Elon Musk and the record amount of taxes he must pay
With the sale of a large amount of his Tesla shares, Musk will also pay a very large amount of taxes.
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After Elon Musk decided to make use of his shares in the company, buying 1.6 million and selling another 934,090 for total value of $1 billion, now he must pay some of the highest taxes in the history of the system.
The stock options, which Musk acquired in 2012 as part of a remuneration package and were strengthened by various achievements of the company, were just exercised by the CEO of Tesla in November. So far, he had yet to pay taxes on them.
The cost of the shares, subtracting the nominal purchase price of $6.24 dollars per share, is valued at $23.5 million and will be classified as “ordinary income.” Also, for making use of the shares and taking into account a maximum rate of 40.8%, Musk also pay about $11 billion, a figure that he already predicted on Twitter on Dec. 19.
For those wondering, I will pay over $11 billion in taxes this year— Elon Musk (@elonmusk) December 20, 2021
The financial movements of Tesla and SpaceX founder were not accidental. They made use of the options that expired in August, while the strategy also planned to sell 10.3 million of the acquired shares to cover the costs of withholding tax. It all follows a plan determined by the company that allows him to sell shares without being accused of insider trading.
15.7 million shares were those Musk sold during a year, movements that, although initially showed a downward trend for the price, have shown in recent weeks an increase of more than 50% in 2021.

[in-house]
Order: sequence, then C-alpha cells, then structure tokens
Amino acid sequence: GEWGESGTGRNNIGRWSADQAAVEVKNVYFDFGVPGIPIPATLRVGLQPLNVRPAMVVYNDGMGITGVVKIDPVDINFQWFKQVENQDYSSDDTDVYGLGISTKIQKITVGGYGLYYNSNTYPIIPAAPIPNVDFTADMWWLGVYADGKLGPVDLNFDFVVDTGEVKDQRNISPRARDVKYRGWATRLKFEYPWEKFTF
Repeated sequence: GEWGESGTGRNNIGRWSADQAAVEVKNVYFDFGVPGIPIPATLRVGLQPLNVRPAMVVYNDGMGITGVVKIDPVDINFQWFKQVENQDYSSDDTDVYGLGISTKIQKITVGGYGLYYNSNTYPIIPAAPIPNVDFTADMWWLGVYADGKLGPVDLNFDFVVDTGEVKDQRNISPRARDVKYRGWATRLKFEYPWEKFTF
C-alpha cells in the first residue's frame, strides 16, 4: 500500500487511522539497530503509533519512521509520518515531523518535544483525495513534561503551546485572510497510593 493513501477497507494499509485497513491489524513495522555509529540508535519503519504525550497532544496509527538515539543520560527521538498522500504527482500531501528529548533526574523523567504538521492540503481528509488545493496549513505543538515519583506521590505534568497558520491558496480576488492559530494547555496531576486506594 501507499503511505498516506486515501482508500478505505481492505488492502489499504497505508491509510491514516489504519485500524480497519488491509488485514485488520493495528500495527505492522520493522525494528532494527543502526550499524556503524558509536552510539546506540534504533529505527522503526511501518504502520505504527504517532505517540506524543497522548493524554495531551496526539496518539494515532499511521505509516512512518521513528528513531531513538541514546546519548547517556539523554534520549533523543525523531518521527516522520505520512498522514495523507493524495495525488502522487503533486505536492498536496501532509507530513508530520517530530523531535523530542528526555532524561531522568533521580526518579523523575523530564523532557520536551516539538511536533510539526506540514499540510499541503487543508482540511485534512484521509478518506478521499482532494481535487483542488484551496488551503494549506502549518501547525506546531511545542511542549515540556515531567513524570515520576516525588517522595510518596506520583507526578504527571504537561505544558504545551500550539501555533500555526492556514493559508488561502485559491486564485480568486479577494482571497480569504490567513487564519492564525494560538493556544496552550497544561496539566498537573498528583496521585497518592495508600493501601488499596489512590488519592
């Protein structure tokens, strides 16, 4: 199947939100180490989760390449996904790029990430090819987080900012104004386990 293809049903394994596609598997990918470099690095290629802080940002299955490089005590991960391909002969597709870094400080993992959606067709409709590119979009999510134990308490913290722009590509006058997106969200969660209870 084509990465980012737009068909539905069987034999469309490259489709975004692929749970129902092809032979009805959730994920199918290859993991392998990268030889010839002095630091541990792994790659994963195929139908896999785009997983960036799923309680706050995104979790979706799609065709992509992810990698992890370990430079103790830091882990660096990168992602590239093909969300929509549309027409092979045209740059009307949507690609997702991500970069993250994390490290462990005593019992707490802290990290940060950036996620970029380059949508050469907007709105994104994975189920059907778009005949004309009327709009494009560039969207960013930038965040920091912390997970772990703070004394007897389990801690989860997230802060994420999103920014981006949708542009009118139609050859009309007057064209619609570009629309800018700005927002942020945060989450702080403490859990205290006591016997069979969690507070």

The time to carry out the move for Musk was now. If he decided to wait until 2022, he could have faced a scenario in which a Build Back Better Act passed, and required him to pay 8% higher taxes.
If “temporary” provisions in the Build Back Better Act become permanent, US national debt will increase by 24%! https://t.co/kKdpc45JoB— Elon Musk (@elonmusk) December 8, 2021
Since Musk decided not to tax the sales as income, and the proceeds will be taxed at 20% — the lowest rate of long-term capital gains, increasing the Tesla CEO's taxes by $1.2 billion.
The sale of 10% of his shares in Tesla, to increase his taxable income, came as a result of a poll on Twitter, in which his millions of followers voted for him to do so.
Regardless of the sale of the shares, Musk has about 178 million of them, either through a trust or direct ownership. Likewise, he still has 59 million additional options that can be exercised at any time, part of a 2018 remuneration package, and which do not expire until 2028. It means no further movements will likely take place before then.
Tesla expects that between 25 and 34 million of the options in the 2018 package may be granted in the first months of next year, thanks to the company's high sales and profit projections.
Through a series of movements, which are legal, figures such as Musk, Jeff Bezos, and Michael Bloomberg paid little or no taxes in 2018, and it has prompted several lawmakers, mostly Democrats, to seek a permanent tax for the richest people in the country and that it does not depend solely on their declared income.